Our brains remain wired to quickly sort for, and store, memories of threats.

 

Great when we were constantly swapping roles of predator and prey.

 

Not so great now that, for most of us, our world has moved past the day-to-day threat to survival. 

 

In the world today, we are consistently bombarded with sensory inputs.

 

Our so-called “smart phones” keep us connected to everything 24 hours a day, 7 days a week.  We can constantly be alerted to the terrible things happening not just in our own neighborhood, not just outside our cave door, but all over the world.

 

Sadly, there is no shortage of terrible, threatening, awful things happening around the world at any moment.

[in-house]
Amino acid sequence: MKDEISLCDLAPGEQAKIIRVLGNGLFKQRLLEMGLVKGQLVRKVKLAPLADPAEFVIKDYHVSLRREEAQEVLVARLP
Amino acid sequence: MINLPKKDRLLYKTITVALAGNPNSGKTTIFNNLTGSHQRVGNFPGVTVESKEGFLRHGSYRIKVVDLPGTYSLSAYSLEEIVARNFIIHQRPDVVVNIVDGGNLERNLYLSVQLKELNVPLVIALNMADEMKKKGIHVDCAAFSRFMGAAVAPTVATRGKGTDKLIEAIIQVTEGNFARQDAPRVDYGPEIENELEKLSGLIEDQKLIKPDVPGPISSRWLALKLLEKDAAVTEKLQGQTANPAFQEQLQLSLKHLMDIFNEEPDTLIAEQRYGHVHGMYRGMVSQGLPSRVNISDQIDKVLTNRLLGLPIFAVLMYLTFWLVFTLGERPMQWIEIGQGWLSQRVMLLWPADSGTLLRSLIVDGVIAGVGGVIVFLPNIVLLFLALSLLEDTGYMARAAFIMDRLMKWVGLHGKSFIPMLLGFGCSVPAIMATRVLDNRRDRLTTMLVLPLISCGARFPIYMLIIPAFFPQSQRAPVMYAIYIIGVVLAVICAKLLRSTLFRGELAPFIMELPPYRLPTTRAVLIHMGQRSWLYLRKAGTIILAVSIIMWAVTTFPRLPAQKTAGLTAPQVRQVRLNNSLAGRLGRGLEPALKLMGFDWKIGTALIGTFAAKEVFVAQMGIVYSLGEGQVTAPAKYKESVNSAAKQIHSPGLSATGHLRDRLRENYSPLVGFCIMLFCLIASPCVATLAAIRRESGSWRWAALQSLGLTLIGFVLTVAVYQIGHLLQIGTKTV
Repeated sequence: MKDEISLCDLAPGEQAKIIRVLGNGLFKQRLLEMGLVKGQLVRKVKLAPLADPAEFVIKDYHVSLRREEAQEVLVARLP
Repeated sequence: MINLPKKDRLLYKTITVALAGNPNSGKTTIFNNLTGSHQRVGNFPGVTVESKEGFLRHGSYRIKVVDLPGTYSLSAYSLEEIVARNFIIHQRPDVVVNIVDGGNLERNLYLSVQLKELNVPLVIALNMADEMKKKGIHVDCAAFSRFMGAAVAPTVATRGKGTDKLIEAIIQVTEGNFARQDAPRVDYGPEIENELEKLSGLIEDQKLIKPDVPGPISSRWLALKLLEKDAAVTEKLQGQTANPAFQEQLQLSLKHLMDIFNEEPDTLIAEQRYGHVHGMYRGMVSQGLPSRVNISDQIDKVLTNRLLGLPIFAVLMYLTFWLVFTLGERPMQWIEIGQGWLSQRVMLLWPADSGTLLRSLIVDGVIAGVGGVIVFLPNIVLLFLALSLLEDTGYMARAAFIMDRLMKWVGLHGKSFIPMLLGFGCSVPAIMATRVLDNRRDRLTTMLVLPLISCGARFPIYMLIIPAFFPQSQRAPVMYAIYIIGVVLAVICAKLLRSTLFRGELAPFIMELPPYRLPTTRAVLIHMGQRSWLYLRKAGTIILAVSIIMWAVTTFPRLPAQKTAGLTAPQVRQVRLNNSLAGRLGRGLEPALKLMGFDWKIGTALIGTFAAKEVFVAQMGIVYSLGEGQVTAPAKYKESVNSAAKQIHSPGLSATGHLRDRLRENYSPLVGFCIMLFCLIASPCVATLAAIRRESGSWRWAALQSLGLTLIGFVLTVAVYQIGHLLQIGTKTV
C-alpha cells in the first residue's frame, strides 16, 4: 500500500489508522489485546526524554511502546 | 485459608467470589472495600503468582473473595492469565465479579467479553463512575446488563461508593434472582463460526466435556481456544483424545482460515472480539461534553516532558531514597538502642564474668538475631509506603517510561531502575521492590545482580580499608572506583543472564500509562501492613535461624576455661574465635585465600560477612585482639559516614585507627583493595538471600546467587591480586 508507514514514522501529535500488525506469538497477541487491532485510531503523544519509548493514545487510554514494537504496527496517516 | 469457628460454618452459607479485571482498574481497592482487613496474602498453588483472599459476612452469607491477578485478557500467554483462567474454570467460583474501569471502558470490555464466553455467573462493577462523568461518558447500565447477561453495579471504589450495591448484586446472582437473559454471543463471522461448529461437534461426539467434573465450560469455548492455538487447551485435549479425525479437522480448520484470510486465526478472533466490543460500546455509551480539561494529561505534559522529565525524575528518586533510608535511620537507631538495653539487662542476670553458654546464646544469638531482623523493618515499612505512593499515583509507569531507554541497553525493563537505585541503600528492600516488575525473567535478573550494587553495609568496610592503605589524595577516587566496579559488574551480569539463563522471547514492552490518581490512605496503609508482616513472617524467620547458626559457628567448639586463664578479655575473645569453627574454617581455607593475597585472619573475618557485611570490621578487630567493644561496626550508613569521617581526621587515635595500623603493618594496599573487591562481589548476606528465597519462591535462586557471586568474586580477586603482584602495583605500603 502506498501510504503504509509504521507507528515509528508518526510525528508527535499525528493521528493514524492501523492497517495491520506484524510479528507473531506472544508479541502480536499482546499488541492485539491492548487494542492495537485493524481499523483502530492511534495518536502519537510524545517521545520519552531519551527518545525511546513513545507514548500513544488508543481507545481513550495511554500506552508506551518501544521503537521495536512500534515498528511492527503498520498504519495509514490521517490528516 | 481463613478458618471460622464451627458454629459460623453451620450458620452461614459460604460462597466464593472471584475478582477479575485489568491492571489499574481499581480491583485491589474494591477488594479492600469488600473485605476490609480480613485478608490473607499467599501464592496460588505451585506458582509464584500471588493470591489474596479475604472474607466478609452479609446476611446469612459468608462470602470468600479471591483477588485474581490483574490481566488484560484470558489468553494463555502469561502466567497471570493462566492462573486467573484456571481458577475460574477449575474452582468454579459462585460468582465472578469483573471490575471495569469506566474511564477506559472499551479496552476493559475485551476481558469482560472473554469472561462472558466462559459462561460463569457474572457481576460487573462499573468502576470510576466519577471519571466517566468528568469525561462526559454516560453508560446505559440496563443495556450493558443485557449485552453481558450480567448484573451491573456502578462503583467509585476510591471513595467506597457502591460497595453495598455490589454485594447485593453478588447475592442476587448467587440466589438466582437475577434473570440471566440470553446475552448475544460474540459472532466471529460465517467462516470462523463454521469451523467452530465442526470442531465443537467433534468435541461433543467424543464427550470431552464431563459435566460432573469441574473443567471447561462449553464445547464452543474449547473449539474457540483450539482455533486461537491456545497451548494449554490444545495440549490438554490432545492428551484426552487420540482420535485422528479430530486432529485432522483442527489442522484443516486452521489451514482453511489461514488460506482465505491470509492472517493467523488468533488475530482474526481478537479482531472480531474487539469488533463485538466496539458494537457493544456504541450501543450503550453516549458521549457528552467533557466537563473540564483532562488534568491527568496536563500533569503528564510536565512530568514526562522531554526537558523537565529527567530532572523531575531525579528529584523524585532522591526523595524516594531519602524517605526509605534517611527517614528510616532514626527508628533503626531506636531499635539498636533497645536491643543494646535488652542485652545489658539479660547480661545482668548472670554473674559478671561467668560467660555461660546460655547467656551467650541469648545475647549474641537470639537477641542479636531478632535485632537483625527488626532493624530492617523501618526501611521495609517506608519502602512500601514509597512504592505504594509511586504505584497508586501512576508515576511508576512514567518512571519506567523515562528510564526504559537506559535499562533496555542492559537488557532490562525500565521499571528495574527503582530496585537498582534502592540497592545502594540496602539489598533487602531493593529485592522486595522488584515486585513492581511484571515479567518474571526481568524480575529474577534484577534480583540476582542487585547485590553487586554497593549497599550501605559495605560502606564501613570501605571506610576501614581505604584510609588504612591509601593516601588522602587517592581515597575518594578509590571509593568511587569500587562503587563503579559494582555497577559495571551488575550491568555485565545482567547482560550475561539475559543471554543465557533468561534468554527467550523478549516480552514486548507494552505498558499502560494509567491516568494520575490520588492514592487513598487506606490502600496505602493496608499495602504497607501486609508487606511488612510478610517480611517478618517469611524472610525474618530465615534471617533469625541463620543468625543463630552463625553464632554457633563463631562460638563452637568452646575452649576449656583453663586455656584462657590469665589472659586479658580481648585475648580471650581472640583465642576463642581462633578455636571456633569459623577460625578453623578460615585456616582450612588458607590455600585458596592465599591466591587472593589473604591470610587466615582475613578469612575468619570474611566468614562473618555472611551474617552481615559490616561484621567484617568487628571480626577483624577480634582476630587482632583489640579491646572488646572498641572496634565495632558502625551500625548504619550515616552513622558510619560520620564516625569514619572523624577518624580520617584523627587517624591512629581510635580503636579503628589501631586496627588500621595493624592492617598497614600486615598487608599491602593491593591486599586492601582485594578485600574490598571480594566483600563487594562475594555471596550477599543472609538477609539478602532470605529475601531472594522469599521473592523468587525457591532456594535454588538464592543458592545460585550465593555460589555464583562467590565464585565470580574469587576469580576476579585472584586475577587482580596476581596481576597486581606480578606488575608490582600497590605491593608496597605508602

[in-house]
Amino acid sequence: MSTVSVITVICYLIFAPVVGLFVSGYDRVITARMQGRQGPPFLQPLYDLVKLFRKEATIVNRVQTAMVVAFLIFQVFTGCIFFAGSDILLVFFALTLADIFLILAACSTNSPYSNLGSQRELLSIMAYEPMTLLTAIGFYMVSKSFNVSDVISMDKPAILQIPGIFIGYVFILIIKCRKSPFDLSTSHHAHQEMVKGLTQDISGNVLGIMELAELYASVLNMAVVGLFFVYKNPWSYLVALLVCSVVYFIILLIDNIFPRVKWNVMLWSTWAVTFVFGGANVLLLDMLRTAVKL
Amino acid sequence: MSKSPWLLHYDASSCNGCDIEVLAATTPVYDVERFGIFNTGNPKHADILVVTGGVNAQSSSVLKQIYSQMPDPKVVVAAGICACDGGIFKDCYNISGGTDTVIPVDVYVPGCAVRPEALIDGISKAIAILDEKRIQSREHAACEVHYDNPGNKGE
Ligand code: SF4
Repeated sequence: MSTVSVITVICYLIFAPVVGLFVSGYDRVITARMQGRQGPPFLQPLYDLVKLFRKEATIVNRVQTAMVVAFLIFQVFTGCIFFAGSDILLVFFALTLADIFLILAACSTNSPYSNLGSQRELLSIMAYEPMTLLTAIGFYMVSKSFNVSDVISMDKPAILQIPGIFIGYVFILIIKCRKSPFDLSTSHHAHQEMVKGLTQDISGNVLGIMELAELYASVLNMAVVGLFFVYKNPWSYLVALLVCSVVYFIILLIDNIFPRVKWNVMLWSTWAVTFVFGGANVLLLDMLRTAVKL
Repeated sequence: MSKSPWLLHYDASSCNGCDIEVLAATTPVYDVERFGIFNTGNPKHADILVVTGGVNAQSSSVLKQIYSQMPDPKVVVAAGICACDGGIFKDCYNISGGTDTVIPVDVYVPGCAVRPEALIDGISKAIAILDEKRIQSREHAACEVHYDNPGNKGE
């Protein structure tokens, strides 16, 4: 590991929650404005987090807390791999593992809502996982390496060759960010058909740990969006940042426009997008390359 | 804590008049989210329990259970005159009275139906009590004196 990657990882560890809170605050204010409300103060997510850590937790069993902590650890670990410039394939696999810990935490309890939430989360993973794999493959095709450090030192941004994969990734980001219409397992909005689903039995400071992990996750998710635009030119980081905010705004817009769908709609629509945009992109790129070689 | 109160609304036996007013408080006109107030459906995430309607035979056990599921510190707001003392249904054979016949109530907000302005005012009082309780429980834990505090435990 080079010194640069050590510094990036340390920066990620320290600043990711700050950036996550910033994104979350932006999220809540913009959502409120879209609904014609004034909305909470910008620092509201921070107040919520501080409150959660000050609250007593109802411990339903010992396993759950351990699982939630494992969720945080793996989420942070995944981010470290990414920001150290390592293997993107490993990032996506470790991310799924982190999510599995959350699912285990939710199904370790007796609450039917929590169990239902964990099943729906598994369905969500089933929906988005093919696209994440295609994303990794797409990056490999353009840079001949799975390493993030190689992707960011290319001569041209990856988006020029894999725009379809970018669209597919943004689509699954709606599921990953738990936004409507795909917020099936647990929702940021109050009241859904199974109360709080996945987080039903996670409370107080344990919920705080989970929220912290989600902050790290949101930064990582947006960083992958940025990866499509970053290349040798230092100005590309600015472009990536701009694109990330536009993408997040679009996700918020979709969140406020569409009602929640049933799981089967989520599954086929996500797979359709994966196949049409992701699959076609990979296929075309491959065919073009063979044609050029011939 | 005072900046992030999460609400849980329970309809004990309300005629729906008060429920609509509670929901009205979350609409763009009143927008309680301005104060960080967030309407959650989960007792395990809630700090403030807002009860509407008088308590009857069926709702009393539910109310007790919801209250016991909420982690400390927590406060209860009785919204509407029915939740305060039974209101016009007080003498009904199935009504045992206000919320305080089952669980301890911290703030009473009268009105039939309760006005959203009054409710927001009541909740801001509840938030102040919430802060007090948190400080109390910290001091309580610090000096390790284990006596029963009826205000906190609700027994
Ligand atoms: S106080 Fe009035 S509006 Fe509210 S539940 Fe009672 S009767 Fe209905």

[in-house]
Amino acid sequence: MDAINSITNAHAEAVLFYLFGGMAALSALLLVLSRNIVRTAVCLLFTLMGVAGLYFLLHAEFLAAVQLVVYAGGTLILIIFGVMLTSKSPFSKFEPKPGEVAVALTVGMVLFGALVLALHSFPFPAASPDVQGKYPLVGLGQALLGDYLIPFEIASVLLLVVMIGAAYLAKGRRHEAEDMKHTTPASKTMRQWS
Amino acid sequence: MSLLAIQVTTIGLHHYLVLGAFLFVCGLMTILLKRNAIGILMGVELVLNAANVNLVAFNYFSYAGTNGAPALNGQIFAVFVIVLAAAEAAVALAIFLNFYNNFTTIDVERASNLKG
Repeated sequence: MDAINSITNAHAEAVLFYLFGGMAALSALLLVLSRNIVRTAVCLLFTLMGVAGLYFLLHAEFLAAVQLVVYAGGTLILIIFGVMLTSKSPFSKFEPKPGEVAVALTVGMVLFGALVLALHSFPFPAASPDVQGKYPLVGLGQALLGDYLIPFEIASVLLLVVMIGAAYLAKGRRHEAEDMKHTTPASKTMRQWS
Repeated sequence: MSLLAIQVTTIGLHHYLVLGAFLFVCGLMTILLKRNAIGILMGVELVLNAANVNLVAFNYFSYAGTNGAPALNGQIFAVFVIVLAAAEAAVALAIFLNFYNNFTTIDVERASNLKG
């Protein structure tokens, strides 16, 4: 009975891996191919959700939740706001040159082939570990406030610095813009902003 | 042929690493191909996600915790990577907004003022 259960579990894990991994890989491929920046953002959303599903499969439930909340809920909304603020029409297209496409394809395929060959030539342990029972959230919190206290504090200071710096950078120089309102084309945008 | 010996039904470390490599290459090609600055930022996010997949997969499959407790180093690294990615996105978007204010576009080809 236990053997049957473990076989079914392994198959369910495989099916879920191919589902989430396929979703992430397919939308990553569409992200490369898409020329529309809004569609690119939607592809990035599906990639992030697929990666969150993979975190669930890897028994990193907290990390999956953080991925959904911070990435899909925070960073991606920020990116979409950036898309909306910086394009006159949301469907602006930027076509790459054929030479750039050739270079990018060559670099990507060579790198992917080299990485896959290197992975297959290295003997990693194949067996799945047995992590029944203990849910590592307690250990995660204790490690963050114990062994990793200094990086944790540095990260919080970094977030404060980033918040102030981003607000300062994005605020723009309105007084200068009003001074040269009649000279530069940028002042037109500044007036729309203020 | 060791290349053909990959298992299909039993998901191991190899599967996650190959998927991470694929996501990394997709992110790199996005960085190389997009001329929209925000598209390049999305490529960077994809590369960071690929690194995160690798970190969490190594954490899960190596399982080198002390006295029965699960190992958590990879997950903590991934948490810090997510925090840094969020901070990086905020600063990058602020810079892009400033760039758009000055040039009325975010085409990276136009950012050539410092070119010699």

Sadly, we are now aware of it moment-by-moment in a way even our grandparents did not experience.

 

Mass shootings, political divisiveness, genocide, threats of war…you name it, there is an endless stream of negative, horrifying, threatening events available literally at your fingertips.

 

The brain does not really distinguish between what is happening to me and what is happening in a video I click on.  Watching a stressful video, reading a distressing article, can be perceived by the brain to be a threat to us here and now.

 

On top of this sort of constant threat alert, we all face the day-to-day pressures and stressors that come with the modern world. 

 

Deadlines at work, worry about the future, regrets about the past. All potentially perceived by the brain as threats.

 

What happens when we are threatened?

 

When our brain perceives a threat, it jumps into action leaping into defense mode: Fight, flight or freeze! 

 

A chemical chain reaction takes place, adrenaline and cortisol—the stress hormones—flow into our body. 

 

Digestion slows, heart rate and blood pressure increase.